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Mexico to Double Imports of U.S. Gas

Shale Gas Unlikely to Satisfy Increased Demand


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The Secretaría de Energía de México has projected that imports of U.S. gas, which doubled between 2009 and 2013 to 1.8 Bcfd (51 x 106 m3), will double again by 2018 to 3.8 Bcfd (107 x 106 m3).

The U.S. Energy Information Administration (EIA) said the growth will be driven mainly by private and independently operated electric power plants in both the north and interior of the country.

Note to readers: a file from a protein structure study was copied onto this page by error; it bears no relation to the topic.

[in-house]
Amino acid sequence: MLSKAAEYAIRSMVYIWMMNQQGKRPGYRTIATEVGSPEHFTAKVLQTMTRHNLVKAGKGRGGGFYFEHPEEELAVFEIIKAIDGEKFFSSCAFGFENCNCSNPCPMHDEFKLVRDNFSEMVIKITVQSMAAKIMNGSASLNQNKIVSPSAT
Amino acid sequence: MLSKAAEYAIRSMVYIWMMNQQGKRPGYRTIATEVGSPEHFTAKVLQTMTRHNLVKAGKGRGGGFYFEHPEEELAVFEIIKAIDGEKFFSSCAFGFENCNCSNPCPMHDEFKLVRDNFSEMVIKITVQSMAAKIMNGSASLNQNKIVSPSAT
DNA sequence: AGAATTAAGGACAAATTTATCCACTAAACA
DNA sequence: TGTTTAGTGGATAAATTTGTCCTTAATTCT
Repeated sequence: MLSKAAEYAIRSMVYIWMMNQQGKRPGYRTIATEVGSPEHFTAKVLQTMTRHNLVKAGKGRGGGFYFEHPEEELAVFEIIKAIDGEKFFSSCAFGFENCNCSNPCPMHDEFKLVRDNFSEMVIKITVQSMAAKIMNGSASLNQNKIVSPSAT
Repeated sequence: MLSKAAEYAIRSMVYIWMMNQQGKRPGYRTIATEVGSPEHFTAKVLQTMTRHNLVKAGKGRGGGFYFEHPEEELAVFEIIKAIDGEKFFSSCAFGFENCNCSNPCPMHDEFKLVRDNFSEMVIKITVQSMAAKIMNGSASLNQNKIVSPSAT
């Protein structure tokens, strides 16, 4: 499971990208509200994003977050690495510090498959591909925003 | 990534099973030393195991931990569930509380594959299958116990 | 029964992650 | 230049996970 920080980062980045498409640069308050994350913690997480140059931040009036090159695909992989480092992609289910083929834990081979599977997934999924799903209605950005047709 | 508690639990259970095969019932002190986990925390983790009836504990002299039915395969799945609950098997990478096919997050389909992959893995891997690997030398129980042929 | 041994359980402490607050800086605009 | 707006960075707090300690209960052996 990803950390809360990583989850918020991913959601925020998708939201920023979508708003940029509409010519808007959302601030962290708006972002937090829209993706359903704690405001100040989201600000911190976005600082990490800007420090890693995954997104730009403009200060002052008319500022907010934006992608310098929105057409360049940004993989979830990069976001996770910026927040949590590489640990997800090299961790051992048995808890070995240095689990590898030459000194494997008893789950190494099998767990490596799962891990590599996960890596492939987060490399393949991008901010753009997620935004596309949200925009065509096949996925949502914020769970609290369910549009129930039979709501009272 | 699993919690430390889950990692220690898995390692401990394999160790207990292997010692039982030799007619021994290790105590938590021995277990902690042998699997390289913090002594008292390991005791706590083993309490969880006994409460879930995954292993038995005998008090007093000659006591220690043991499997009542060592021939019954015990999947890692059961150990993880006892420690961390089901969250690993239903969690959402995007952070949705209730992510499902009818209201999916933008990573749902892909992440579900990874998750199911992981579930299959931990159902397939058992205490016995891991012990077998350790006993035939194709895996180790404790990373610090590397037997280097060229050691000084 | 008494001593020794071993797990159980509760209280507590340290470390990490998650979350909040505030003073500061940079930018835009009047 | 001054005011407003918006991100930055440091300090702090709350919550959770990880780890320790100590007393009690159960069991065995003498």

EIA said pipeline imports from the United States are Mexico’s best opportunity to satisfy demand growth, since its gas production is stagnant and its capacity to increase liquefied natural gas imports is limited.

It said Mexico’s plans to develop the La Casita and Eagle Ford shale gas resources in the northeastern part of the country may be inhibited by the geologic complexity and discontinuity of shale gas areas, the lack of technology and water resources, security concerns and a focus on developing crude oil production.

“Even if additional development did occur, Mexico’s northern regions would likely still see high growth in pipeline imports from the United States, particularly in areas that lack pipeline connectivity to other parts of the country,” EIA said.

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